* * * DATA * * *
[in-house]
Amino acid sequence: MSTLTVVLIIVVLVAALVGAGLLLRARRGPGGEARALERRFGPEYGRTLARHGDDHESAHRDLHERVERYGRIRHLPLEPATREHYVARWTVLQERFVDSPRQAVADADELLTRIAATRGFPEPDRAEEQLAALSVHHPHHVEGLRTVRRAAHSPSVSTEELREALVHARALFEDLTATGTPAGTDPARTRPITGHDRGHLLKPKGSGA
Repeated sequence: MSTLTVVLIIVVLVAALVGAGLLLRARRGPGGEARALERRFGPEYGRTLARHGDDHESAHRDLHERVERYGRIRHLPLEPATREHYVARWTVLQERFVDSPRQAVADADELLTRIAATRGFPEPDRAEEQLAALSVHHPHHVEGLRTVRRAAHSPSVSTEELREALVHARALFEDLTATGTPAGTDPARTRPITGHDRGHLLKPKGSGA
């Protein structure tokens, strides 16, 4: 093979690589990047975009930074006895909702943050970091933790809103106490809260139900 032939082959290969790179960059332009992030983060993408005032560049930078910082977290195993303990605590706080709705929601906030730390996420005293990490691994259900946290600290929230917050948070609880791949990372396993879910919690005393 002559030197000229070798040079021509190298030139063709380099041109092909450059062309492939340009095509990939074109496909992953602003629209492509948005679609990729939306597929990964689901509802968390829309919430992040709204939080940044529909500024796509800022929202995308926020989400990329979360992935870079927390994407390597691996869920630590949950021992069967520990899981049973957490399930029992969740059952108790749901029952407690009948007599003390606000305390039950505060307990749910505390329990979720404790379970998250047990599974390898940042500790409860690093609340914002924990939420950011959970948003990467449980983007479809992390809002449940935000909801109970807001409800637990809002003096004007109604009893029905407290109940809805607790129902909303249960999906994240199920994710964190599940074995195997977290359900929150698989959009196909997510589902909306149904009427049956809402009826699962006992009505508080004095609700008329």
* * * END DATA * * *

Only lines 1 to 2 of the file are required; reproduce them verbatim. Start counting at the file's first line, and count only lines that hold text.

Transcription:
[in-house]
Amino acid sequence: MSTLTVVLIIVVLVAALVGAGLLLRARRGPGGEARALERRFGPEYGRTLARHGDDHESAHRDLHERVERYGRIRHLPLEPATREHYVARWTVLQERFVDSPRQAVADADELLTRIAATRGFPEPDRAEEQLAALSVHHPHHVEGLRTVRRAAHSPSVSTEELREALVHARALFEDLTATGTPAGTDPARTRPITGHDRGHLLKPKGSGA